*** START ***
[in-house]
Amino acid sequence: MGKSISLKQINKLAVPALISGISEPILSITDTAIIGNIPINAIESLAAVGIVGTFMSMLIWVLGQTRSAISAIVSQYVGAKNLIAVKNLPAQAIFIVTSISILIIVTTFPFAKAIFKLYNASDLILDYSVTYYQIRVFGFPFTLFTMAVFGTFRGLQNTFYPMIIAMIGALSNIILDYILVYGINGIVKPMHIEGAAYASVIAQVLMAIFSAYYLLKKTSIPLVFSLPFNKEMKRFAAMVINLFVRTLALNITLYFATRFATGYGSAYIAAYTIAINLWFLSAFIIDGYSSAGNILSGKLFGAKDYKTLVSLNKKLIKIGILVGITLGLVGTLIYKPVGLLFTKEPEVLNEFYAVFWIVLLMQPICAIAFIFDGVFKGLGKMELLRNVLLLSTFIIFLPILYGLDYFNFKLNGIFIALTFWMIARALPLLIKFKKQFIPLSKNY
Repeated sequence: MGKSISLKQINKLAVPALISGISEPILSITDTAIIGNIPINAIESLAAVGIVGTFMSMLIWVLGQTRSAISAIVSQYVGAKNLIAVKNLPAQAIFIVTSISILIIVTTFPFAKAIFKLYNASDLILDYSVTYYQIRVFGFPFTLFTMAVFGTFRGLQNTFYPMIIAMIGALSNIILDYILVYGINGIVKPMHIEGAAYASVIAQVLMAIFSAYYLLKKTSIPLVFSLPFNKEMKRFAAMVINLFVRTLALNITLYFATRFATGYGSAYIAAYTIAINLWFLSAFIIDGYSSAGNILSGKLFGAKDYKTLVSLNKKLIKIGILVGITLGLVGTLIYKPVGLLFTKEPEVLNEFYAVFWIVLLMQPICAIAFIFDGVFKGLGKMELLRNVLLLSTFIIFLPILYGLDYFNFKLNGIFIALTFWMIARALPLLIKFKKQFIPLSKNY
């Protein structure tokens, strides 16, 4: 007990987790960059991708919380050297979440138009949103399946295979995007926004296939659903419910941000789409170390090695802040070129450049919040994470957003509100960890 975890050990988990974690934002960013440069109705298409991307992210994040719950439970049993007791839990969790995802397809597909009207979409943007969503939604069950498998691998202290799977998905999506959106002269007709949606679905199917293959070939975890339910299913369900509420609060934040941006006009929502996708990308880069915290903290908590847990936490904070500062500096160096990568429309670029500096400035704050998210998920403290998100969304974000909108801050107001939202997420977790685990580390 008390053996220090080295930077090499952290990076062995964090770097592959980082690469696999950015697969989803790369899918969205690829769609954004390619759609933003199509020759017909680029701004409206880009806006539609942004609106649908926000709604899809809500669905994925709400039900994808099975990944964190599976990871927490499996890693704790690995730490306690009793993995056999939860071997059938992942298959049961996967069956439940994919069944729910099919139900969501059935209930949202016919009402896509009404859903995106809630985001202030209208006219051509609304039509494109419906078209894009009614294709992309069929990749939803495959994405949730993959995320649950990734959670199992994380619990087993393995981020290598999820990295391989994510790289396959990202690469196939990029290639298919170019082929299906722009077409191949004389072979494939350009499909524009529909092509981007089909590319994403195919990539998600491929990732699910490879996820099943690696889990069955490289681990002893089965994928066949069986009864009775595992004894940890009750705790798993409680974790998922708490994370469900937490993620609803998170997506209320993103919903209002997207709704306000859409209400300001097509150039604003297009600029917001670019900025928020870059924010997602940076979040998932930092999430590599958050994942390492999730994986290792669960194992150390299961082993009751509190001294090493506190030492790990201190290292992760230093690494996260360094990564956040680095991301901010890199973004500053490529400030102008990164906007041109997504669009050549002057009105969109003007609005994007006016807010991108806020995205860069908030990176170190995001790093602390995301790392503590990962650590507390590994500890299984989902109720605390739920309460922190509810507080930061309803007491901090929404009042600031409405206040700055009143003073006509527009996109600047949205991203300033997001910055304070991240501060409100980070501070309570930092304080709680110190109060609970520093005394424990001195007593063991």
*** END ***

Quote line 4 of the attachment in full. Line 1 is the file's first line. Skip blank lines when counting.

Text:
């Protein structure tokens, strides 16, 4: 007990987790960059991708919380050297979440138009949103399946295979995007926004296939659903419910941000789409170390090695802040070129450049919040994470957003509100960890 975890050990988990974690934002960013440069109705298409991307992210994040719950439970049993007791839990969790995802397809597909009207979409943007969503939604069950498998691998202290799977998905999506959106002269007709949606679905199917293959070939975890339910299913369900509420609060934040941006006009929502996708990308880069915290903290908590847990936490904070500062500096160096990568429309670029500096400035704050998210998920403290998100969304974000909108801050107001939202997420977790685990580390 008390053996220090080295930077090499952290990076062995964090770097592959980082690469696999950015697969989803790369899918969205690829769609954004390619759609933003199509020759017909680029701004409206880009806006539609942004609106649908926000709604899809809500669905994925709400039900994808099975990944964190599976990871927490499996890693704790690995730490306690009793993995056999939860071997059938992942298959049961996967069956439940994919069944729910099919139900969501059935209930949202016919009402896509009404859903995106809630985001202030209208006219051509609304039509494109419906078209894009009614294709992309069929990749939803495959994405949730993959995320649950990734959670199992994380619990087993393995981020290598999820990295391989994510790289396959990202690469196939990029290639298919170019082929299906722009077409191949004389072979494939350009499909524009529909092509981007089909590319994403195919990539998600491929990732699910490879996820099943690696889990069955490289681990002893089965994928066949069986009864009775595992004894940890009750705790798993409680974790998922708490994370469900937490993620609803998170997506209320993103919903209002997207709704306000859409209400300001097509150039604003297009600029917001670019900025928020870059924010997602940076979040998932930092999430590599958050994942390492999730994986290792669960194992150390299961082993009751509190001294090493506190030492790990201190290292992760230093690494996260360094990564956040680095991301901010890199973004500053490529400030102008990164906007041109997504669009050549002057009105969109003007609005994007006016807010991108806020995205860069908030990176170190995001790093602390995301790392503590990962650590507390590994500890299984989902109720605390739920309460922190509810507080930061309803007491901090929404009042600031409405206040700055009143003073006509527009996109600047949205991203300033997001910055304070991240501060409100980070501070309570930092304080709680110190109060609970520093005394424990001195007593063991």